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Video Series: Peter Singer on the Pros and Cons of Defending Controversial Views

Peter Singer has probably done more good than many of us will ever do. Despite this, he has received threats, people have protested to stop him from lecturing, his views have been compared to those defended by Nazis, etc. How has this affected him? Should we ever refrain from defending controversial views? Is it okay if academics avoid working on controversial topics because they’re worried about their reputation or job prospects? Should academics be able to publish their controversial ideas anonymously? Should we engage in a calm and rational way with just any view? Where do we draw the line? These are some of the questions I asked Peter Singer.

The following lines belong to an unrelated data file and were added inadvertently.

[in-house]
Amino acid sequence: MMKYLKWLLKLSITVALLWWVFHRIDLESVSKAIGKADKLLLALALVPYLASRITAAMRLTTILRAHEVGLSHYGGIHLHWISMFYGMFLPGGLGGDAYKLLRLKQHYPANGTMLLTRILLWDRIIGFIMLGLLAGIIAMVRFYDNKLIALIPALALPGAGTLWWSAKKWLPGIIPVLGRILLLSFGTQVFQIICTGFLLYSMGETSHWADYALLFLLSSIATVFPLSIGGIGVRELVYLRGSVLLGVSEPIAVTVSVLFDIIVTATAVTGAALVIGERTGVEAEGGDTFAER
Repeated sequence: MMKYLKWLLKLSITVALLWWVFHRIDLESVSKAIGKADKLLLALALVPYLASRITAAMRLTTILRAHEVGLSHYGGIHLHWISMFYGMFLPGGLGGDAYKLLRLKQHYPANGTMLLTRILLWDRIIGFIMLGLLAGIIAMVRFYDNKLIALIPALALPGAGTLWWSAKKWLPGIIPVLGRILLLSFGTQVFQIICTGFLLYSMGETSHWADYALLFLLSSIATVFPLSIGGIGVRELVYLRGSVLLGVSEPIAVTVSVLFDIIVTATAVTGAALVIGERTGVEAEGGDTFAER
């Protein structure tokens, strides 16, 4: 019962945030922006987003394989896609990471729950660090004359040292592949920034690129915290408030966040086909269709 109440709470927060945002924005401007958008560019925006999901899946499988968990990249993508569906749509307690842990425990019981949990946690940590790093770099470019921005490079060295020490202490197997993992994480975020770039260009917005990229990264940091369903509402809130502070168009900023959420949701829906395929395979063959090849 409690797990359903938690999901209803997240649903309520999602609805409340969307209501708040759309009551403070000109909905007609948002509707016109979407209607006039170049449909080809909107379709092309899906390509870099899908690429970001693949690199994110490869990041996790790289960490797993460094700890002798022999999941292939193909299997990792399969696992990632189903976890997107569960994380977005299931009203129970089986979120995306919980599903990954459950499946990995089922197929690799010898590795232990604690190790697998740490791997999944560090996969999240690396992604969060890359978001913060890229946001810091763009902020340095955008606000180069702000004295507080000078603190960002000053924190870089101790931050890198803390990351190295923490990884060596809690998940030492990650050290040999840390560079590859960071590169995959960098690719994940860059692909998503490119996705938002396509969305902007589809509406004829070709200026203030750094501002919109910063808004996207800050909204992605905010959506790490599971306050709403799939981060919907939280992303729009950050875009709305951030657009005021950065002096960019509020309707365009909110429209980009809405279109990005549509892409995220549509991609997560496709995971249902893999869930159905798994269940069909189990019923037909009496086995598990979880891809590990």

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  1. This is illustrative of the problems with academic approaches to controversies such as the Charlie Gard case. Singer insists on “good arguments” before he will even think about an opposing position. Other comments here talked about, for instance, the “ludicrous assertions” of Charlie Gard’s supporters. It is hard to see this as anything other than condescension, especially when we know that there are significant class issues. The concrete example given in the interview, namely priority for whites in transplants, is not even an ‘argument’ as such, it’s a value preference. There are people who hold such preferences, and what’s more, there is an entrenched de facto preference for whites in western transplant policy. Perhaps it is unavoidable that ethics isolates itself from the real world, because of its complexity, but if so, we should should not allow ethicists to intervene or advise on real-world problems.

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